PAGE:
Greenwich Council

Agenda item.

Effect of Universal Credit on Performance of Advice and Benefits Service

To note the action taken to mitigate the impact of Universal Credit on vulnerable residents in the Borough and the performance of the Advice & Benefits Service.

 

Minutes:

The report was presented by the Training, Policy & Welfare Rights Service Manager. She highlighted that there was not much data available yet as to the effect of Universal Credit (UC).  It was noted that there had been some challenges for vulnerable claimants. She indicated that there had been an increase in the administration while there had been a reduction in funding from central government. She elaborated on the work of the UC team in raising awareness in preparation for full service. It was noted that clients were repeatedly referred, and it was explained how that was being addressed. She drew Members’ attention to Appendix 3 and the matter of safeguarding and said that the DWP were looking at it as a model to be used elsewhere.

 

In response to general questions from the Panel, the Training, Policy & Welfare Rights Service Manager Confirmed that UC had been rolled out to all cohorts now. She indicated that though the Housing Benefit caseload had reduced the Council Tax Support caseload had not done so by the same amount so they had not been able utilise admin elsewhere. She said work was done with the voluntary sector, and they were happy to brief any other groups they were not currently working with. With regard to safeguarding joint working was undertaken with other Directorates, and with external partners, but improvement was needed on some links. The CAB’s Help to Claim telephone line was free to use; they also provide a web chat service.

 

In response to questions from the Panel about assessment, the Training, Policy & Welfare Rights Service Manager explained that claimants were regularly incorrectly assessed at the entitlement stage, invariably because some element had not been included; the matter was taking a while to resolve, it was a whole new system and a different way of working for the DWP. The DWP now set the housing element which the local authorities used to do. Greenwich had a good relation with the DWP and the matter was expected to get better over time.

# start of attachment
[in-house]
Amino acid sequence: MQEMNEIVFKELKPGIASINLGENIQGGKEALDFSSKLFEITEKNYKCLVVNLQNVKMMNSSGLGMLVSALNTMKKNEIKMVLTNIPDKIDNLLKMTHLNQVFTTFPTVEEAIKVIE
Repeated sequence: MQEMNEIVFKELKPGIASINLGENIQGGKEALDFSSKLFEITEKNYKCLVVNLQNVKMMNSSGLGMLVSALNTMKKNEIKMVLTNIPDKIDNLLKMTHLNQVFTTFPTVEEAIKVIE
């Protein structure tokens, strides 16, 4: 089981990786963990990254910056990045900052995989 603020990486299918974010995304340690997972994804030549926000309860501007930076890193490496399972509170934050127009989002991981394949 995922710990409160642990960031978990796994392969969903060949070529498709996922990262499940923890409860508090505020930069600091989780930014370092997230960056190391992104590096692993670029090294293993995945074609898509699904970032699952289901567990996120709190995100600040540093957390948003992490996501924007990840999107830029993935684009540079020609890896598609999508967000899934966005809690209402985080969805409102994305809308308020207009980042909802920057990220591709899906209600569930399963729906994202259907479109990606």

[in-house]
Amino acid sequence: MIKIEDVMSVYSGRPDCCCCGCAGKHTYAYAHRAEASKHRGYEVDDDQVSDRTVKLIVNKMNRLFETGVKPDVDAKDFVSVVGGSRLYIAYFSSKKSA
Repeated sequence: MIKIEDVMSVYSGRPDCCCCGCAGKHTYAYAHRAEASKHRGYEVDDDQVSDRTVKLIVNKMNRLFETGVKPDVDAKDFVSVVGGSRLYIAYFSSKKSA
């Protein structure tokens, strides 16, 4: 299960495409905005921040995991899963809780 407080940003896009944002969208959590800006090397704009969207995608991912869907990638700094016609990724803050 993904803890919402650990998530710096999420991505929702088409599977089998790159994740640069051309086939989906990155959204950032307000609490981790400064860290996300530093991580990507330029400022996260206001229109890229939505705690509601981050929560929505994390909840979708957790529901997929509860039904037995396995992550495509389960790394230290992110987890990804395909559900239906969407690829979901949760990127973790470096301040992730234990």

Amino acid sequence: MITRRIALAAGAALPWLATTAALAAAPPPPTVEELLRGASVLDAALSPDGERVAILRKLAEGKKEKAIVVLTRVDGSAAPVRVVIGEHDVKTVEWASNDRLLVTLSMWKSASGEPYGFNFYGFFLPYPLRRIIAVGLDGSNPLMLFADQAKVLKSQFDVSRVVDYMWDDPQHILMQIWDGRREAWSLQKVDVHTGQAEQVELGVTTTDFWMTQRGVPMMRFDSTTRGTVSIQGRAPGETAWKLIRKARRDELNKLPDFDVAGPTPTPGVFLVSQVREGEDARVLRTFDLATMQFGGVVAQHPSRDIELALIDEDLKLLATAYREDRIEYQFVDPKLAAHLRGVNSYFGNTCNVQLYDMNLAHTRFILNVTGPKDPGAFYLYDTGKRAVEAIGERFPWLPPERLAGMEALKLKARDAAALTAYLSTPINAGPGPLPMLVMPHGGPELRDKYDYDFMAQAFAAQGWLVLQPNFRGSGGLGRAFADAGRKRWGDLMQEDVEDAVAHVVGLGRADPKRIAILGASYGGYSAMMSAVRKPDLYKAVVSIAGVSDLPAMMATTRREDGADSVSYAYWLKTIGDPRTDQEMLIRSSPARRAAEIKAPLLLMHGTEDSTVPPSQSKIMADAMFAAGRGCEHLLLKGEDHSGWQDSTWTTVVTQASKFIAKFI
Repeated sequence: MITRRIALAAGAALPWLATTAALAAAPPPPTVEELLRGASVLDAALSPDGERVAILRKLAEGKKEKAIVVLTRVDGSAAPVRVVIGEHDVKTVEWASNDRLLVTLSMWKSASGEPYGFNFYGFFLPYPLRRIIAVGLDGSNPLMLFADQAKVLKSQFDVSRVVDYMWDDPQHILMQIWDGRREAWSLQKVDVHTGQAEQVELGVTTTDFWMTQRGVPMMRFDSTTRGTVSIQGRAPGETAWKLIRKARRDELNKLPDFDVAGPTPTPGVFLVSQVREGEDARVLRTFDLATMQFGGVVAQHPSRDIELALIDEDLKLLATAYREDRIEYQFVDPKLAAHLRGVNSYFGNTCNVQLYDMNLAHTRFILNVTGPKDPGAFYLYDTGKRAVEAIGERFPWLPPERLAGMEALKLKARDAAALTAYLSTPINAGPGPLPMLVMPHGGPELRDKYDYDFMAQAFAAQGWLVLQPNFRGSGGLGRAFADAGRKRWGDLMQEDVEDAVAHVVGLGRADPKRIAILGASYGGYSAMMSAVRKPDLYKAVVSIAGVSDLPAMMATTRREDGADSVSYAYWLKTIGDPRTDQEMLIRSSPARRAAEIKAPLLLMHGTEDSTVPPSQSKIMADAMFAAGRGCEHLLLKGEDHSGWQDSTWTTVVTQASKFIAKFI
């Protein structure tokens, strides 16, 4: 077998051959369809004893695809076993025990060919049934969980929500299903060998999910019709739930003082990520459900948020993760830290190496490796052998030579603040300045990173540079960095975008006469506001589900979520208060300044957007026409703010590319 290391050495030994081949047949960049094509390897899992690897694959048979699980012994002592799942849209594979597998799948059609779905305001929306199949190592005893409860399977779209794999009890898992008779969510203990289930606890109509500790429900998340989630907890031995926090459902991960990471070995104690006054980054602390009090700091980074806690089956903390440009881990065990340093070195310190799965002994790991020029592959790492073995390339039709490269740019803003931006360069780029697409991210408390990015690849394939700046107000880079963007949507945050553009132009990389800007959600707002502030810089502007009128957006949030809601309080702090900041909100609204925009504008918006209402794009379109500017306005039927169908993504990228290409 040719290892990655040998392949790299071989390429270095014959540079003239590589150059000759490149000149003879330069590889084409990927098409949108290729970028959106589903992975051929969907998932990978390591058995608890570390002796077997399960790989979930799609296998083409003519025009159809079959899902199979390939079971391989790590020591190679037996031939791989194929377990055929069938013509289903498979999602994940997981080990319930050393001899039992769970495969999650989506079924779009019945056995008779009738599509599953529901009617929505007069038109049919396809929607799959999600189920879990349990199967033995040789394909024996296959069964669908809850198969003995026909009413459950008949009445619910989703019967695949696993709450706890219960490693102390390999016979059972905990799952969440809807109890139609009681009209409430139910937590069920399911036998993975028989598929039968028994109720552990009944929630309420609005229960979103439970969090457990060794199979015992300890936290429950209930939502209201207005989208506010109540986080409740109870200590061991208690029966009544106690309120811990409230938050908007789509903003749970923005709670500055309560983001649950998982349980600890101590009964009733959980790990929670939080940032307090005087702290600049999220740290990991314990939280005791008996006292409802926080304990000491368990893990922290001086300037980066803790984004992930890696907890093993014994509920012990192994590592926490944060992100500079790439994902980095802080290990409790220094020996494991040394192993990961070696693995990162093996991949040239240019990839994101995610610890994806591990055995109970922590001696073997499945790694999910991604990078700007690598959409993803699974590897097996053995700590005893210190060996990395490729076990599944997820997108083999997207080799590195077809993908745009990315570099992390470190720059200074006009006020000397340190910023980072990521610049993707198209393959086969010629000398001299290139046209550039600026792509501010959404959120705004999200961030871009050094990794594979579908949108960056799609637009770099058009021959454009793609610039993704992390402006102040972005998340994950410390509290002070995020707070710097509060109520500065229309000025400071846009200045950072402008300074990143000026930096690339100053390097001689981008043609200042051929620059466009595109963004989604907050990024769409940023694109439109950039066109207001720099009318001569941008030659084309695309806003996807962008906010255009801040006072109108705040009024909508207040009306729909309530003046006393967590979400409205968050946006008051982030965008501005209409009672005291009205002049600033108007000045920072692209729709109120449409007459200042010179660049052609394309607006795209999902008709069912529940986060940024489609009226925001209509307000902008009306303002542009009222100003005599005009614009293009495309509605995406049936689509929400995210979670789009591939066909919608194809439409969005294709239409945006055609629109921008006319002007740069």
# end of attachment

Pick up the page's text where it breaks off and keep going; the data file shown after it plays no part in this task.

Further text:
In response to questions from the Panel about the process, the Training, Policy & Welfare Rights Service Manager commented that a lot of clients struggled to understand how UC was calculated, but the DWP was trying to improve how it was explained.  If claimants did not know to claim online they were expected to either learn how to do so, or they would have to rely on family members. It was possible to make a claim via the telephone but that was not generally known. Generally advice and benefits did not get contacted by those who were able to handle well the online process.  The Assistant Director Advice and Benefits (Finance) added that claims on low wages were more difficult to administer as their situation could change each week.

 

In response to other questions from the Panel the Training, Policy & Welfare Rights Service Manager said that the relationship between claims and employment was not clear as that depended on how the DWP reported unemployment.  There had been an increase in rent arrears and it was expected there would a similar increase with council tax arrears; they knew the numbers of those on Housing Benefits who claimed UC but it was not known how many other residents had gone on to UC.

 

Data/statistics to be provided, if available, in next report

Action:DoF (Advice and Benefits)

 

Resolved –

 

That the action taken to mitigate the impact of Universal Credit on vulnerable residents in the Borough and the performance of the Advice & Benefits Service be noted.

Supporting documents: